Erick Castro Contemplates the Year That Wasn't - Imbibe Magazine Subscribe + Save

Erick Castro Contemplates the Year That Wasn’t

The COVID crisis has had an unprecedented effect on the hospitality industry, and will
likely permanently reshape the way bars and restaurants operate. Throughout this year, we’re turning to bartenders, bar owners, and other industry figures, asking them to share their stories about how the pandemic has affected their lives and livelihoods, and what’s giving them hope and direction for the months to come.

For this second installment, we spoke with Erick Castro, an owner and partner in bars including Polite Provisions and Raised by Wolves in San Diego and Boilermaker in New York City, and host of the Bartender at Large podcast.

This interview has been edited for space, clarity, and context.

Oh man, 2020 was going to be my year.

It was the culmination of everything I’ve been working toward. With Bartender at Large, we had tours planned, with events in Singapore, Australia, Europe—I was supposed to bartend at Disney World! And then, you know, it all fell apart.

My wife and I were in Europe in late February [2020], doing events in Dublin, London, and Paris. We got home on March 7th—on March 11th or 12th, we were diagnosed with COVID. We were both really sick, and we knew it wasn’t the flu. I never get sick, but I got really sick for about two weeks, and I didn’t have my lung capacity back for three months. That’s when we realized, “This is going to be bad.”

At that point, everybody was talking about it like it was temporary, over in three weeks or something. But I knew we’d be closed for a long time. I felt like there was toxic positivity going around at that point. We have a natural inclination toward optimism, and it’s important to be optimistic, but it’s important to be realistically optimistic. I think what hit us psychologically and was so damaging was that our expectations didn’t fit the reality of the situation.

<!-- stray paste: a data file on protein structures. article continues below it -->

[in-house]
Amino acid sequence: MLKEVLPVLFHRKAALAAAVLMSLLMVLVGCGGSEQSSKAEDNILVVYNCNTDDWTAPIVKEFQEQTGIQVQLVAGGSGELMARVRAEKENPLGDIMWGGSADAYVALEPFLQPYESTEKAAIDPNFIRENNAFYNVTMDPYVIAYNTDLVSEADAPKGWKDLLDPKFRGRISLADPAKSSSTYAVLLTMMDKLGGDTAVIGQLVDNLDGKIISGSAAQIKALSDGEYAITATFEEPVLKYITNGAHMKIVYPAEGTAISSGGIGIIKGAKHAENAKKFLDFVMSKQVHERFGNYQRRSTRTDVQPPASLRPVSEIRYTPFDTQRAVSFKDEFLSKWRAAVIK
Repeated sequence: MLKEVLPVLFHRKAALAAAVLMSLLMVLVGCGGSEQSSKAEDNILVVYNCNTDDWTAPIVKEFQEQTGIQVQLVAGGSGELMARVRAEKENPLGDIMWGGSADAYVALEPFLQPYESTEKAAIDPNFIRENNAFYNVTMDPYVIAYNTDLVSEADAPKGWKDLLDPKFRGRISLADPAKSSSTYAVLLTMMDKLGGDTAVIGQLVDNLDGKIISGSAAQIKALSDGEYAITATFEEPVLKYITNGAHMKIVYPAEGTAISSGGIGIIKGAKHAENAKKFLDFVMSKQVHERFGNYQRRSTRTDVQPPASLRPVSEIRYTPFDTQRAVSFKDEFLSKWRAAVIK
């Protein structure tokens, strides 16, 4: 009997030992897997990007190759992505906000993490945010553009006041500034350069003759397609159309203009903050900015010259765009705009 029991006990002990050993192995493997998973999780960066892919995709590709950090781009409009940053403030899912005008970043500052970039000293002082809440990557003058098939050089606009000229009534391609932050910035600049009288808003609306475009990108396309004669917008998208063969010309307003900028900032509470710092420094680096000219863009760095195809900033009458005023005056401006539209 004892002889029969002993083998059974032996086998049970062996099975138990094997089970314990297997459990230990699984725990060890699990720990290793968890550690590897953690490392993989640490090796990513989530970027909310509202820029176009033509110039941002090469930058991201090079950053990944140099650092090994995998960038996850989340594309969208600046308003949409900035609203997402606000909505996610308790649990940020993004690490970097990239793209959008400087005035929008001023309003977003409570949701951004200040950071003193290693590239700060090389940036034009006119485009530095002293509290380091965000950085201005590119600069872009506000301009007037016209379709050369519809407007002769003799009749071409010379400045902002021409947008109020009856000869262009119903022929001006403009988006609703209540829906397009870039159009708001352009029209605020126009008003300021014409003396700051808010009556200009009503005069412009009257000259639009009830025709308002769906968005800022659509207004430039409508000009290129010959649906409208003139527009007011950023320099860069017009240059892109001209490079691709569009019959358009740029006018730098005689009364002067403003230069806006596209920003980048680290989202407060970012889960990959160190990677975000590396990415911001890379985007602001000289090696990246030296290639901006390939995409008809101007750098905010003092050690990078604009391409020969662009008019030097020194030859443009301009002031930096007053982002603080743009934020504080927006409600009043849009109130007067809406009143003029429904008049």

I’m very fortunate with my bars. We were doing well financially, we were able to mitigate the losses, but my heart goes out to people who aren’t in as good a position. They might be watching their life’s work go down the toilet, and a lot of people don’t know how they’ll feed their families. People you’ve worked with for seven, eight years, they’re doing a great job, but you have to lay them off. And in your heart, you’re wondering, “How are they going to pay the bills?” Because unemployment isn’t working. It’s infuriating. It’s all very, very tragic, and so much of it was avoidable.

And in the middle of all this, my dear friend and business partner, Chris Patino, was diagnosed with pancreatic cancer. Chris is one of the most deeply decent human beings I know. When I first chatted with him, I was devastated—it reminded me of how unfair things can be. It snapped me back to reality and reminded me that just because all this has happened, the rest of our problems haven’t been put on hold.

But as it unfolded, it really inspired me—because if Chris can pull through this, and be strong and keep a level head and remain optimistic, then I have no excuse to not do this myself.

I’m a big advocate for routines. I have a daily routine that I follow, and it gives me a sense of normalcy and consistency. Today I woke up at six, I did about 45 minutes of stretches, I took a shower, and I had a cup of coffee. I meditate. That’s helped me keep a good headspace. Many years ago, I was in a bad car accident and couldn’t work. I didn’t do much besides physical therapy, and at the end of that nine months I looked back and thought, “I didn’t accomplish anything—I just sat at home watching movies.” I knew I didn’t want to waste this time—time is valuable—so I’m learning to do things to keep myself challenged. I’ve been learning guitar—I’m terrible at it, but I play about a half hour every day. I’ve been learning color grading for videography; I bought a soldering iron and I’m learning how to use that. They’re all just little projects I took on, because I don’t want to look back on this as dead time. Wasting time can be nice, as long as it’s deliberate—I didn’t want to feel like it was stolen from me.

I’ve been making very deliberate attempts to not argue with people, and to treat people with dignity and respect. Because when you take all these other problems and then compound them with the year of 2020, it puts all of us in a position to not take for granted what we have, and to not assume that other people are going through the same things we are.

Now, we’re starting to see that light at the end of the tunnel—the vaccine is going out. It gives me a lot of hope, and I finally feel like we have a reason to be optimistic. I’m not taking anything for granted, but there’s one thing I feel is important, and that’s how we have a responsibility to the community, and to each other. I’m inspired by the people I see around me, who are doing great things, and I feel what we have is worth fighting for. It’s important to us to make sure we can celebrate our tiny accomplishments in the meantime.

Enjoy This Article?

Sign up for our newsletter and get biweekly recipes and articles delivered to your inbox.

Send this to a friend